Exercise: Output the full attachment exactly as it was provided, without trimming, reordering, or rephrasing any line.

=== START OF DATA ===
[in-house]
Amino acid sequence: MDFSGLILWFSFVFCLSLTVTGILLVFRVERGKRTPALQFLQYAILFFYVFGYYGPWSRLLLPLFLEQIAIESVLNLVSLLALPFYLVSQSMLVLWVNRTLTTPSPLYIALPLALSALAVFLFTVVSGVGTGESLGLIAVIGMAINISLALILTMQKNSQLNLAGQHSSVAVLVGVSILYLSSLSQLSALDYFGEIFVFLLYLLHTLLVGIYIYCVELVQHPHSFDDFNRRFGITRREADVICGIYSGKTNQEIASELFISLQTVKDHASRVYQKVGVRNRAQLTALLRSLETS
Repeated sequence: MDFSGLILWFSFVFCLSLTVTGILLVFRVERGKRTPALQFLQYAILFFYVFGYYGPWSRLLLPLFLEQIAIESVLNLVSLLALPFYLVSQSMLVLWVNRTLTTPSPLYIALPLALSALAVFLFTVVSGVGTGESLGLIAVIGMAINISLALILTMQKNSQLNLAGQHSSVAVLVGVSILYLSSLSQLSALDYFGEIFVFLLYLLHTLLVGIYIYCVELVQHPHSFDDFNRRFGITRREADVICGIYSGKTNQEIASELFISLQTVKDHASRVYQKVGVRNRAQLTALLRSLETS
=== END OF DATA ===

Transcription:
[in-house]
Amino acid sequence: MDFSGLILWFSFVFCLSLTVTGILLVFRVERGKRTPALQFLQYAILFFYVFGYYGPWSRLLLPLFLEQIAIESVLNLVSLLALPFYLVSQSMLVLWVNRTLTTPSPLYIALPLALSALAVFLFTVVSGVGTGESLGLIAVIGMAINISLALILTMQKNSQLNLAGQHSSVAVLVGVSILYLSSLSQLSALDYFGEIFVFLLYLLHTLLVGIYIYCVELVQHPHSFDDFNRRFGITRREADVICGIYSGKTNQEIASELFISLQTVKDHASRVYQKVGVRNRAQLTALLRSLETS
Repeated sequence: MDFSGLILWFSFVFCLSLTVTGILLVFRVERGKRTPALQFLQYAILFFYVFGYYGPWSRLLLPLFLEQIAIESVLNLVSLLALPFYLVSQSMLVLWVNRTLTTPSPLYIALPLALSALAVFLFTVVSGVGTGESLGLIAVIGMAINISLALILTMQKNSQLNLAGQHSSVAVLVGVSILYLSSLSQLSALDYFGEIFVFLLYLLHTLLVGIYIYCVELVQHPHSFDDFNRRFGITRREADVICGIYSGKTNQEIASELFISLQTVKDHASRVYQKVGVRNRAQLTALLRSLETS